Number 56 • January 2016
Deafblind International was formerly known as the International Association for the Education of Deafblind People.
DbI Review is published twice yearly, the two editions are dated January and July.
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Cover: Transitioning at Bhakti Luher
in Malang, Indonesia
LAST COPY DATE FOR THE NEXT EDITION: May 18, 2016
A message from the President
Dear Friends and colleagues,
We have spent a bit of time recovering from our biggest event this year which was of course the DbI World conference, last May in Romania. The last DbI Review was packed full of news from the conference, so as always our job is to keep the momentum going from all the brilliant ideas we hear there.
We held our Management Committee meeting in October in London when we were able to review and catch up on a number of actions. We will be confirming these with the Board. In the meantime I can also confirm we are aware of how important Networks are to people. The other area that came out of the conference was the need to increase our diversity and representation. This has always been a challenge for us so I’m pleased that we are trying to give this more focus.
I know delegates at the conference have been following up their own actions. I am aware of at least some as both Sense and Kentalis were privileged to host Dmitry and Russian colleagues to the UK and Netherlands. I also know that the Get Out There Group or GOT group (as part of DbI youth network) were touring Australia, so huge thanks to Senses Australia for supporting the young people to have this opportunity.
We remain in touch with our partners the WFBD and ICEVI. We are planning for the next Board to link with ICEVI’s conference and meetings in Florida August 2016. No doubt Matthew is well ahead of me and our members already know.
I know the team are continuing to work hard for the next European conference in Denmark in 2017 and of course Kaye and her team at Able Australia have started the hard work towards the next World Conference in 2019.
For all our organisations it’s really difficult as funding continues to be reduced. At the time of writing, the world and the context we work and live in continues to be a frightening place. I think all we can do is continue to work where we can and remain true to our values. Every small step helps in difficult times.
The Management Committee look forward to meeting our friends and colleagues at the Board meeting next summer in Orlando Florida.
With Best Wishes
Welcome to the 56th Edition of DbI Review. With each edition I continue to be amazed by the myriad of activities going on to improve the lives of individuals with deafblindness. What excites me too about this issue is the growth of science initiatives. As someone with a science background this gives me much satisfaction.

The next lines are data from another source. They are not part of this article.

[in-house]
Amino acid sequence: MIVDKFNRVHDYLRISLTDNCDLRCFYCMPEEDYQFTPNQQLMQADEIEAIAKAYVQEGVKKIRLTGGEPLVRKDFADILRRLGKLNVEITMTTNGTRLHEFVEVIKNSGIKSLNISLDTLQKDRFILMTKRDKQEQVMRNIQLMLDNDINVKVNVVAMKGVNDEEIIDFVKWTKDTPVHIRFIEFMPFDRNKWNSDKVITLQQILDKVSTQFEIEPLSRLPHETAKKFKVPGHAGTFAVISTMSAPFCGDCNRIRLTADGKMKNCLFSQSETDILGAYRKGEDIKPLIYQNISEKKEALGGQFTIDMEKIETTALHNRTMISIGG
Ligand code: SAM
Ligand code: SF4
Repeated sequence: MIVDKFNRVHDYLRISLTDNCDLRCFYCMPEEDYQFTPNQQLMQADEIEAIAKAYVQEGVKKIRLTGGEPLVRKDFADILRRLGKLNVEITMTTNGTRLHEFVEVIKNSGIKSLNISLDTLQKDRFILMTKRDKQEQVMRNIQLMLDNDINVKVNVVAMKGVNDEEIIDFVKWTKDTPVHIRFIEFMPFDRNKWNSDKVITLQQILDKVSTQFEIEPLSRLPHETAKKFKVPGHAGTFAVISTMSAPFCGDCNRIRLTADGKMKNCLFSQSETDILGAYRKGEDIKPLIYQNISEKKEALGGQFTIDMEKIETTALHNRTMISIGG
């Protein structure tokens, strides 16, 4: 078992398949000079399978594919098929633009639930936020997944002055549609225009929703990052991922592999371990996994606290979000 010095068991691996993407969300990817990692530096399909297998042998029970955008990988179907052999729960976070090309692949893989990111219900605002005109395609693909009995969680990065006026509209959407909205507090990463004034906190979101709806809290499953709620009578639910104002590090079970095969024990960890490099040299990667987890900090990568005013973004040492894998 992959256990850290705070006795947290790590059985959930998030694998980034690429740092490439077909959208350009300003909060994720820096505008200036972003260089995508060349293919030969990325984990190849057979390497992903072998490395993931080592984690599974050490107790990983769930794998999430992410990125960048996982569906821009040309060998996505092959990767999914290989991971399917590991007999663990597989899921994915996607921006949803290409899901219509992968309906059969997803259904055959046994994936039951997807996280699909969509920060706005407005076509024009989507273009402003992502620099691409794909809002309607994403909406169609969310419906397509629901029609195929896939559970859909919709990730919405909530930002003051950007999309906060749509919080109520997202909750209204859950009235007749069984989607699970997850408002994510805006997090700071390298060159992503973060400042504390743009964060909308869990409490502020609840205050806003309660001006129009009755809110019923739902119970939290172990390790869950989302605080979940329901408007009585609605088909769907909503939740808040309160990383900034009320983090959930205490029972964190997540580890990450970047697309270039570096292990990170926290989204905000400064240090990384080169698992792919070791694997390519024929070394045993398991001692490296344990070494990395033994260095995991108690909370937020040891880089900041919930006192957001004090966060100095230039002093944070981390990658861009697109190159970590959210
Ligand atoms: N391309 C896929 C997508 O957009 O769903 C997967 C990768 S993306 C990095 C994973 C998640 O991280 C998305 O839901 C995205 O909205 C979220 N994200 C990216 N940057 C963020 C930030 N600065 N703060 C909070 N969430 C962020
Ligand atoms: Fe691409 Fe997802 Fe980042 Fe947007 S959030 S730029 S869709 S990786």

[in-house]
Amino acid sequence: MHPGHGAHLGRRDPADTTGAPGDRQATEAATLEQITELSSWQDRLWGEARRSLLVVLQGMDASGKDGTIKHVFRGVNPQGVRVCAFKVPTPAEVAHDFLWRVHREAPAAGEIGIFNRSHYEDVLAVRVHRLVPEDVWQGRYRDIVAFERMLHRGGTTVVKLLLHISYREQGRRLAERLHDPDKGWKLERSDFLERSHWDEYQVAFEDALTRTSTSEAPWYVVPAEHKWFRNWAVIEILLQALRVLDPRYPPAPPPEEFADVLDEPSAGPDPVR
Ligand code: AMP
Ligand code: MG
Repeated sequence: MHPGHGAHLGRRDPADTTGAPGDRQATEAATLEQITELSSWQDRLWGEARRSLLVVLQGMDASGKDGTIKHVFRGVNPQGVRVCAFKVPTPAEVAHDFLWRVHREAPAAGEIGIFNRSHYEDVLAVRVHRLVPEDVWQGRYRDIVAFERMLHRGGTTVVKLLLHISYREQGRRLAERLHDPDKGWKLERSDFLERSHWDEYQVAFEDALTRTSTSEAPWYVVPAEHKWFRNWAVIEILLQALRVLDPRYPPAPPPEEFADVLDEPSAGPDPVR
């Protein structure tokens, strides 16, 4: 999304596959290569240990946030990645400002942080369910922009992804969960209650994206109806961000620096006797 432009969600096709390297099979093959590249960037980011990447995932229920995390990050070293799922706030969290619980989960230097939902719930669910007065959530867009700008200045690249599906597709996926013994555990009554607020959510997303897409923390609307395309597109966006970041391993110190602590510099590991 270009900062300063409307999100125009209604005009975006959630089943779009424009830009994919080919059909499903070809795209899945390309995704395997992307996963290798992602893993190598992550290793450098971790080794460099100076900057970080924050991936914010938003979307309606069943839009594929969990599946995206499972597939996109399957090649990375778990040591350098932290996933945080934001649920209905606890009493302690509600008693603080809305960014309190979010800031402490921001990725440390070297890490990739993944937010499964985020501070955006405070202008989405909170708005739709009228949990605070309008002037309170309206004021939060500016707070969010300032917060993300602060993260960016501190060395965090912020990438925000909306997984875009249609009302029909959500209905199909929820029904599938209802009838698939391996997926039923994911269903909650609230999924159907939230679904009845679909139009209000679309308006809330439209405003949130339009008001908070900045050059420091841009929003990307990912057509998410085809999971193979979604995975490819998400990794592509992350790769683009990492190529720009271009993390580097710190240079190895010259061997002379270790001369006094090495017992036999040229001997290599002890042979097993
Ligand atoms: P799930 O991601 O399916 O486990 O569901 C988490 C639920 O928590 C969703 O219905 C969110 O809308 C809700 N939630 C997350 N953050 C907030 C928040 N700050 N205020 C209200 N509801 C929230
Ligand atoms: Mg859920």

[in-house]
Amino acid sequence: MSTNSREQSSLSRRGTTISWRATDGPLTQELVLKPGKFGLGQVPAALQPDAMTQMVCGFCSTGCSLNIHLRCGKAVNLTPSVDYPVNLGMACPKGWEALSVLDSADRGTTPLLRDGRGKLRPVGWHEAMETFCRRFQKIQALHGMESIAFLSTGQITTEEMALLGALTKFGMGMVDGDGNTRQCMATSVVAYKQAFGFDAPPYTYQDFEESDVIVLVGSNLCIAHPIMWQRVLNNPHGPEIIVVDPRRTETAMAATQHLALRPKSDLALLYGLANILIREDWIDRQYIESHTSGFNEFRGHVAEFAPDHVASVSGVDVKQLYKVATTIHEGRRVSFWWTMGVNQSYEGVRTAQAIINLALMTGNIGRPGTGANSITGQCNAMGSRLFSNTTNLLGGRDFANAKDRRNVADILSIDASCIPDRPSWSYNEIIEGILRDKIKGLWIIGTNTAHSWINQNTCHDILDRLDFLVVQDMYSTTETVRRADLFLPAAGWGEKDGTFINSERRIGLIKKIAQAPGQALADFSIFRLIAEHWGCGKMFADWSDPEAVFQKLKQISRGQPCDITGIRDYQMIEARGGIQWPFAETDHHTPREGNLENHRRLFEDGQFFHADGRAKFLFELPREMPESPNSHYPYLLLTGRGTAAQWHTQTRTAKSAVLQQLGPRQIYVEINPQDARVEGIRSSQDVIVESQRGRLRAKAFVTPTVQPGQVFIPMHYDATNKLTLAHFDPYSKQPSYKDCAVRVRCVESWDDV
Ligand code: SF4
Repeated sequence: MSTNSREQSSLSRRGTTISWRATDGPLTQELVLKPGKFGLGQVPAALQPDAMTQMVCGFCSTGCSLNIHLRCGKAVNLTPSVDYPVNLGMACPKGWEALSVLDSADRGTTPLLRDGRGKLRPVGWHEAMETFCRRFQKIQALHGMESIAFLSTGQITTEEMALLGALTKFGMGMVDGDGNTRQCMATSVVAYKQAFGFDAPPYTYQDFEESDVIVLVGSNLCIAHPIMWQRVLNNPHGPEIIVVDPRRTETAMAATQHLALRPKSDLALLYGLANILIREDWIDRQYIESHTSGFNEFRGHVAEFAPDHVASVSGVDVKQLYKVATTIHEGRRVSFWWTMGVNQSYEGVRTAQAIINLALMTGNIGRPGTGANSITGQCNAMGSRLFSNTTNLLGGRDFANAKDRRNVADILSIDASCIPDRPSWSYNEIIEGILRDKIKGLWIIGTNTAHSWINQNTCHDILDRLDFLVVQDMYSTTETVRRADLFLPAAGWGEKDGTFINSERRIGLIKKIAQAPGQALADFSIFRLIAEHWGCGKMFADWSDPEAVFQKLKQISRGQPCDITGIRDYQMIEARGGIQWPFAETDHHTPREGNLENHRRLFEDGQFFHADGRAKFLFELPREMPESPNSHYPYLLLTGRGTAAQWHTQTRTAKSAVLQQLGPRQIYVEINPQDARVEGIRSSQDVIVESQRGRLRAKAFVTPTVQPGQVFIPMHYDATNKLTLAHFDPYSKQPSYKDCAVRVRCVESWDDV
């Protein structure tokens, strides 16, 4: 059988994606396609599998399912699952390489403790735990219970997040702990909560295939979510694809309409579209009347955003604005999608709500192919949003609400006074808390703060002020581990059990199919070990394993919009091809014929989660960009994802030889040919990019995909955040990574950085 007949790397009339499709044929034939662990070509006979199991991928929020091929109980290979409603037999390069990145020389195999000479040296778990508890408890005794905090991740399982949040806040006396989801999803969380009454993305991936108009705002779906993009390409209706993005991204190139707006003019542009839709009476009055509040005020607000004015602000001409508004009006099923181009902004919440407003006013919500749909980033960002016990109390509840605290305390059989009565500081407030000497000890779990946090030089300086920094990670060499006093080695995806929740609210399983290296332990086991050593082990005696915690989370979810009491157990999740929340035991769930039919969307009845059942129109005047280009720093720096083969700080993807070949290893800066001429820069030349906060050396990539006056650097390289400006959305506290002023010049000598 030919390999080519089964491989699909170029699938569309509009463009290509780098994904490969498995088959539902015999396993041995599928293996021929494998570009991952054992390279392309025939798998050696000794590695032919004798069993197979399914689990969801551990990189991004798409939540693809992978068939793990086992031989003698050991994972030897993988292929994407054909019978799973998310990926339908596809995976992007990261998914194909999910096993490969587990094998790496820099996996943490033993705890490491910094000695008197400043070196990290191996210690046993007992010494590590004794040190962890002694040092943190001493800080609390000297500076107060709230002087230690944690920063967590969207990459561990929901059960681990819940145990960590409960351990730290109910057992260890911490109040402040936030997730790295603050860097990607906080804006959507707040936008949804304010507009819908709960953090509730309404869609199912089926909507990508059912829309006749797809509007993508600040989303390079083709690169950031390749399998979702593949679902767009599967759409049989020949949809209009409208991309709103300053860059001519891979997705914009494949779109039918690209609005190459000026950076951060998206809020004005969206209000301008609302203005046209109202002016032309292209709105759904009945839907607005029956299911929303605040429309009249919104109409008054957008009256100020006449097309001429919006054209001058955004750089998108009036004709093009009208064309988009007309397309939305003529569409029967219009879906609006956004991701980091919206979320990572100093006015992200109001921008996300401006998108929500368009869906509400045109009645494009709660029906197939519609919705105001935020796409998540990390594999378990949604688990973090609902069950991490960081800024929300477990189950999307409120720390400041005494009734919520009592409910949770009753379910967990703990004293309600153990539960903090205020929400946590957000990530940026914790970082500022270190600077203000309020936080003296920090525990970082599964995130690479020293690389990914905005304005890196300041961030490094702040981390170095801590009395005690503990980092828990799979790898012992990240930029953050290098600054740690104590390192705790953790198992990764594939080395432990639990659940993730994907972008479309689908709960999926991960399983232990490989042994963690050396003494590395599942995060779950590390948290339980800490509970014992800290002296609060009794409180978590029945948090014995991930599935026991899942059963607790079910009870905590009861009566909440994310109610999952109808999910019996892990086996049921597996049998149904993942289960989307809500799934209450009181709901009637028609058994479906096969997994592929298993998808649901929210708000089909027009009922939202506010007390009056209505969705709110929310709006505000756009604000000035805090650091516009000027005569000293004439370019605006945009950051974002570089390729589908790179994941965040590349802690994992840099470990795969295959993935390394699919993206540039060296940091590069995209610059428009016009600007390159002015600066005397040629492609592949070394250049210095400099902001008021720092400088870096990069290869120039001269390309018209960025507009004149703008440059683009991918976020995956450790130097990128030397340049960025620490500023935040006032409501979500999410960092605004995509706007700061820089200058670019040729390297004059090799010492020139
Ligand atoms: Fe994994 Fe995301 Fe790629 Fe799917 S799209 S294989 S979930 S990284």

The lead-off article in this edition is written by Marianne Riggio, from Perkins, titled ‘Learning from the Field’ represents a more detailed version of her presentation in Bucharest. As a renowned teacher in the field and experienced in international work, Marianne’s article is filled with valuable advice.
Copious science related articles make up over one quarter of this magazine. This reflects a growing focus on research to assist practitioners in the field of deafblindness, as Susan Bruce explained in her article on the Action in Research Series, which begins a new Research section of the magazine.
This section includes:
SENSE research strategy exploring the impact of deafblindness across the lifespan as described by Director of Research,
Dr. Anna McGee;
Dr. Nadja Hogner’s comprehensive research on Psychosocial aspects of Usher syndrome, which is a follow-up of her paper in the previous edition documenting stress reported by individuals with Usher syndrome Type 2;
The fifth and final article on the topic of Self-regulation in CHARGE syndrome, from Dr. Tim Hartshorne (Professor of Psychology, Central Michigan University) and his University research associates. Notable experts in CHARGE syndrome
have collaborated with
Dr. Hartshorne through this important series, including David Brown, Dr. Jude Nicholas, Gayle Deuce and Dr. Andrea Wanka;
A summary report from the Canadian Deafblind Association about its recently completed 15-year follow-up results to the initial Late Manifestations of Congenital Rubella syndrome conducted in 1999, and
an important PhD study underway examining the mental health and well being of individuals with deafblindness living in Australia.